Cover

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Half Title, Series Page, Title Page, Copyright

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Table of Contents

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pp. v-vi

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Preface

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pp. vii-xii

The region that Americans and other Westerners generally call Vietnam’s Central Highlands is the broader, southern end of the Truong Son or Annamite chain, the range of mountains that forms the boundary between Vietnam and Laos and part of the boundary between Vietnam and Cambodia. Over the years various other names have been used for the region. ...

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1. Vietnam and the Central Highlands to 1954

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pp. 1-21

The main participants in the struggle considered in the pages that follow were the Vietnamese, who became engaged in a civil war; the Highlanders (the original inhabitants of the region), who were sucked into it (in many cases against their will); and the Americans, who intervened because their leaders saw the conflict in Vietnam as part of a global struggle against communism. ...

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2. The Diem Regime and the Central Highlands, 1954–1960

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pp. 22-49

Few present on the last day of the Geneva Conference, 21 July 1954, could have felt confident that long-term peace had been restored to Indochina. The conference’s final document, sometimes called the Geneva Accords, was divided into two parts. The first was titled “Agreement on the Cessation of Hostilities in Vietnam,” which laid down the terms for a cease-fire. ...

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3. War in the Central Highlands, 1960–1961

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pp. 50-80

Communist-led insurrection and an ensuing civil war convulsed much of South Vietnam’s countryside in the course of 1960. Over large areas, particularly in the Mekong Delta and the southern part of the coastal plain, the Diem government’s authority had practically collapsed by the middle of the year, ...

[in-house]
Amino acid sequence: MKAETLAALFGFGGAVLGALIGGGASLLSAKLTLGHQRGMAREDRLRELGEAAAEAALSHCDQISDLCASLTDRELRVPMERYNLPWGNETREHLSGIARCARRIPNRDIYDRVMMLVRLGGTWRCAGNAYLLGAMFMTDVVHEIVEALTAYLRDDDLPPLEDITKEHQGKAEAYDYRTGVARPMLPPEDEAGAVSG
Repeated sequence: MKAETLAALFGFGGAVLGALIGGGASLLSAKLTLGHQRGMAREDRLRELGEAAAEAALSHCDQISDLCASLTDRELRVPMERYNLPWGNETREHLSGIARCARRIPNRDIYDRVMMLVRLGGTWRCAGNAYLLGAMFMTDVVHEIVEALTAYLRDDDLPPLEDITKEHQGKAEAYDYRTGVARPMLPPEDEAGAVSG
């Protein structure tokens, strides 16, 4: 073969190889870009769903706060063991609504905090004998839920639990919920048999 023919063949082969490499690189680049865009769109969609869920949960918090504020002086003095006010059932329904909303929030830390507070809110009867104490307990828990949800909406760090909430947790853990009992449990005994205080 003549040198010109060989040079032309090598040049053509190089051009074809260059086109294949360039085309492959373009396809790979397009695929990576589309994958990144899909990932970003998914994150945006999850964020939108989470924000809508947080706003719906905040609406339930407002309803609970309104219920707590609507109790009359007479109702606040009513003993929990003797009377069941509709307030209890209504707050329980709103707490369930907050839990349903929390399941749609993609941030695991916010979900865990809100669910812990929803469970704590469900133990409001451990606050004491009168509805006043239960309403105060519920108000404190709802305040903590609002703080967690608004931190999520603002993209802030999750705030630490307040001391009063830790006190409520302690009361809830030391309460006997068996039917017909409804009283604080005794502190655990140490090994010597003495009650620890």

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4. Buon Enao and the Civilian Irregular Defense Group Program, 1962

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pp. 81-110

In the Central Highlands, 1962 was an eventful year, and one about which we are relatively well informed. Two chapters are devoted to it here. This chapter examines events in the Central Highlands in the context of the war as a whole, traces the rise of the Buon Enao experiment to its remarkable apogee, analyzes the factors that ultimately led to its dissolution, ...

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5. Refugees, Strategic Hamlets, and ARVN Operations, 1962

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pp. 111-133

From early 1962 (sooner in some places), Communist forces in the Central Highlands hit a crisis. They began to suffer a desperate food shortage exacerbated by a tendency for Highlanders to abandon traditional villages and take refuge in government-controlled areas. ...

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6. Reversal of Fortune, 1963

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pp. 134-172

The year 1963 brought high drama to Vietnam. At its outset the Communists were in great difficulty in the Central Highlands and in much of the rest of the South. The government’s Strategic Hamlet Program was gripping an increasing proportion of the rural population, and its armed forces were penetrating and disrupting Communist base areas with greater frequency and force.1 ...

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7. The Central Highlands, January–June 1964

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pp. 173-195

The coup of 1–2 November 1963 plunged South Vietnam into a protracted period of internal political disorder that lasted throughout 1964 and for the first half of 1965.1 In the Central Highlands, as in the rest of the country, the Communists exploited the situation as best they could. ...

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8. Crisis in the Highlands, July–December 1964